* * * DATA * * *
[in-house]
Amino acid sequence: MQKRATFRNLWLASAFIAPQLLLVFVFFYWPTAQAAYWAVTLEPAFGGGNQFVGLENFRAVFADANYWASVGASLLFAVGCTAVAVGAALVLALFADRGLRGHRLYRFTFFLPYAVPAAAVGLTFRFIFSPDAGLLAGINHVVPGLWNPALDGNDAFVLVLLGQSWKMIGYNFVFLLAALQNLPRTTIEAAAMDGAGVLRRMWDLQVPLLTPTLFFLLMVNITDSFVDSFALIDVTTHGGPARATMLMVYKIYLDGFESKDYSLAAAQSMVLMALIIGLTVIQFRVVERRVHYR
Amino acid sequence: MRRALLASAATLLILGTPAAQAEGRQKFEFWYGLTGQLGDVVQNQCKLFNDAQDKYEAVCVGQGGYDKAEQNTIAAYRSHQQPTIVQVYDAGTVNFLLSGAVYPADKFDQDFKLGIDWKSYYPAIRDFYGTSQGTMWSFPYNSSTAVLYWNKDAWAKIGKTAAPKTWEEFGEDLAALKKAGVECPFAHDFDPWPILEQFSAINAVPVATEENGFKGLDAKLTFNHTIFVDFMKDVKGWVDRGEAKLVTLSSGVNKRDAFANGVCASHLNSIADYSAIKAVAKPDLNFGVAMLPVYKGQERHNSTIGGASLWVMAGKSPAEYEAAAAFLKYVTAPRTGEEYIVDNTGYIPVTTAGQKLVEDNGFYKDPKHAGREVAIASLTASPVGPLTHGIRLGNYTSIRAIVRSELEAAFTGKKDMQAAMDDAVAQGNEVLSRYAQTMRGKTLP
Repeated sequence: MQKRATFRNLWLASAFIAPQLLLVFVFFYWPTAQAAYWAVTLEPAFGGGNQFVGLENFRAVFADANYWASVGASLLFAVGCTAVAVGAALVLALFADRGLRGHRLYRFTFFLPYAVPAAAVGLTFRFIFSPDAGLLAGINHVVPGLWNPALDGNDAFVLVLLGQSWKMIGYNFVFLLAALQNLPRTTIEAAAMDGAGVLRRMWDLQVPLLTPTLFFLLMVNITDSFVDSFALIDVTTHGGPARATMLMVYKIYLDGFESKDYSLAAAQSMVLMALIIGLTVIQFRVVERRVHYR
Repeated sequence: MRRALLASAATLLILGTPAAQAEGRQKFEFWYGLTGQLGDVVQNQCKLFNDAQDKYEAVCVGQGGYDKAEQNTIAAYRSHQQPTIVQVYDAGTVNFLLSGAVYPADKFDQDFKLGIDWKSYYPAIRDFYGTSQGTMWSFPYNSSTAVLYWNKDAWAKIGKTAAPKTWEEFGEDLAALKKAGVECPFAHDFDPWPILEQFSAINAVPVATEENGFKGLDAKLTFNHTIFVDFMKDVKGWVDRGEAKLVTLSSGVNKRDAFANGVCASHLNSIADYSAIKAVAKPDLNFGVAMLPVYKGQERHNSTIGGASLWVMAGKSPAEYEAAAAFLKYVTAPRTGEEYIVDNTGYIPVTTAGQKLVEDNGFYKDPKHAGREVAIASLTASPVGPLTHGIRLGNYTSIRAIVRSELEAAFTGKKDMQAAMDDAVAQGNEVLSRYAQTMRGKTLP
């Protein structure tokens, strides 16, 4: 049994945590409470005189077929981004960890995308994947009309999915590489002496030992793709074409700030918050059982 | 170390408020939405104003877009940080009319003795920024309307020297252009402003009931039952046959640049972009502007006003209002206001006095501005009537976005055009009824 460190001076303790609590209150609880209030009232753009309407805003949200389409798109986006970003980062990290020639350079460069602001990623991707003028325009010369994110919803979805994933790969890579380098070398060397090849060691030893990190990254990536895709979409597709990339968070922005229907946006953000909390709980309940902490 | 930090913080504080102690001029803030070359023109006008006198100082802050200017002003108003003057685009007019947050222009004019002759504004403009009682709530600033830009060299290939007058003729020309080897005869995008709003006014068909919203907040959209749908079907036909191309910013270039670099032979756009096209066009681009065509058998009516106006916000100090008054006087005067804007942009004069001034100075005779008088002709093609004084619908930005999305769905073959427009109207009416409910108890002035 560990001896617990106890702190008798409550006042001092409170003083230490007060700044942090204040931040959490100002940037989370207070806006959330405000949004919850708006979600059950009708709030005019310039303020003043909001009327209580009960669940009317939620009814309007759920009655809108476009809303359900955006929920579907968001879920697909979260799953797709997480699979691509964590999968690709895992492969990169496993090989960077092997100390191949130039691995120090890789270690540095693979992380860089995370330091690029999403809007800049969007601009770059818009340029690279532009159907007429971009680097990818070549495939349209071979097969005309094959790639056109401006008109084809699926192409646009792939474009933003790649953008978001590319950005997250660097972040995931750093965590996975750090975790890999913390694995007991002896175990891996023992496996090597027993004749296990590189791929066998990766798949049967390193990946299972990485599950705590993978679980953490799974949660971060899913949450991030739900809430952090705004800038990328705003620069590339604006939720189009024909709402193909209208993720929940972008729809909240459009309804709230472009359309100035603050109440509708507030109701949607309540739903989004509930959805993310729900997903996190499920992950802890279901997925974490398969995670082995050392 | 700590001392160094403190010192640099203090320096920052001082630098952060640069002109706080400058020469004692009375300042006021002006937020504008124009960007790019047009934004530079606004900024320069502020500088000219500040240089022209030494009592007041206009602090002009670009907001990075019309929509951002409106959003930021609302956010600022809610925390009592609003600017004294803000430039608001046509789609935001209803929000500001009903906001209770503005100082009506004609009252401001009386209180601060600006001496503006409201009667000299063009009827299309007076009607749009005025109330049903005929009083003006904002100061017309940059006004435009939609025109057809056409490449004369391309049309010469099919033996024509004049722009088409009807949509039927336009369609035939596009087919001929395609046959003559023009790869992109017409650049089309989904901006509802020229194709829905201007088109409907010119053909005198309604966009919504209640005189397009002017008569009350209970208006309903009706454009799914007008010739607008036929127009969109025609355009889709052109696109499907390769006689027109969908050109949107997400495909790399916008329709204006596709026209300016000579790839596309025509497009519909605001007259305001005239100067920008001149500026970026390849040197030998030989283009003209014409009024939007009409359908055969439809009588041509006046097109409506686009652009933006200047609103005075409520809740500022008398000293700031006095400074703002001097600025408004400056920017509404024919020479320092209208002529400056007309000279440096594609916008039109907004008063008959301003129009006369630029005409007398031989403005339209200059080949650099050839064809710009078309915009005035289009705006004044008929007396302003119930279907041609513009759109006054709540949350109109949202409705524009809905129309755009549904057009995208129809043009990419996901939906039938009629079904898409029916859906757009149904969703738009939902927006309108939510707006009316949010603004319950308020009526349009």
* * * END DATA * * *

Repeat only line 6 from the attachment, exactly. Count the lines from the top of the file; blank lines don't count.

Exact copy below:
């Protein structure tokens, strides 16, 4: 049994945590409470005189077929981004960890995308994947009309999915590489002496030992793709074409700030918050059982 | 170390408020939405104003877009940080009319003795920024309307020297252009402003009931039952046959640049972009502007006003209002206001006095501005009537976005055009009824 460190001076303790609590209150609880209030009232753009309407805003949200389409798109986006970003980062990290020639350079460069602001990623991707003028325009010369994110919803979805994933790969890579380098070398060397090849060691030893990190990254990536895709979409597709990339968070922005229907946006953000909390709980309940902490 | 930090913080504080102690001029803030070359023109006008006198100082802050200017002003108003003057685009007019947050222009004019002759504004403009009682709530600033830009060299290939007058003729020309080897005869995008709003006014068909919203907040959209749908079907036909191309910013270039670099032979756009096209066009681009065509058998009516106006916000100090008054006087005067804007942009004069001034100075005779008088002709093609004084619908930005999305769905073959427009109207009416409910108890002035 560990001896617990106890702190008798409550006042001092409170003083230490007060700044942090204040931040959490100002940037989370207070806006959330405000949004919850708006979600059950009708709030005019310039303020003043909001009327209580009960669940009317939620009814309007759920009655809108476009809303359900955006929920579907968001879920697909979260799953797709997480699979691509964590999968690709895992492969990169496993090989960077092997100390191949130039691995120090890789270690540095693979992380860089995370330091690029999403809007800049969007601009770059818009340029690279532009159907007429971009680097990818070549495939349209071979097969005309094959790639056109401006008109084809699926192409646009792939474009933003790649953008978001590319950005997250660097972040995931750093965590996975750090975790890999913390694995007991002896175990891996023992496996090597027993004749296990590189791929066998990766798949049967390193990946299972990485599950705590993978679980953490799974949660971060899913949450991030739900809430952090705004800038990328705003620069590339604006939720189009024909709402193909209208993720929940972008729809909240459009309804709230472009359309100035603050109440509708507030109701949607309540739903989004509930959805993310729900997903996190499920992950802890279901997925974490398969995670082995050392 | 700590001392160094403190010192640099203090320096920052001082630098952060640069002109706080400058020469004692009375300042006021002006937020504008124009960007790019047009934004530079606004900024320069502020500088000219500040240089022209030494009592007041206009602090002009670009907001990075019309929509951002409106959003930021609302956010600022809610925390009592609003600017004294803000430039608001046509789609935001209803929000500001009903906001209770503005100082009506004609009252401001009386209180601060600006001496503006409201009667000299063009009827299309007076009607749009005025109330049903005929009083003006904002100061017309940059006004435009939609025109057809056409490449004369391309049309010469099919033996024509004049722009088409009807949509039927336009369609035939596009087919001929395609046959003559023009790869992109017409650049089309989904901006509802020229194709829905201007088109409907010119053909005198309604966009919504209640005189397009002017008569009350209970208006309903009706454009799914007008010739607008036929127009969109025609355009889709052109696109499907390769006689027109969908050109949107997400495909790399916008329709204006596709026209300016000579790839596309025509497009519909605001007259305001005239100067920008001149500026970026390849040197030998030989283009003209014409009024939007009409359908055969439809009588041509006046097109409506686009652009933006200047609103005075409520809740500022008398000293700031006095400074703002001097600025408004400056920017509404024919020479320092209208002529400056007309000279440096594609916008039109907004008063008959301003129009006369630029005409007398031989403005339209200059080949650099050839064809710009078309915009005035289009705006004044008929007396302003119930279907041609513009759109006054709540949350109109949202409705524009809905129309755009549904057009995208129809043009990419996901939906039938009629079904898409029916859906757009149904969703738009939902927006309108939510707006009316949010603004319950308020009526349009």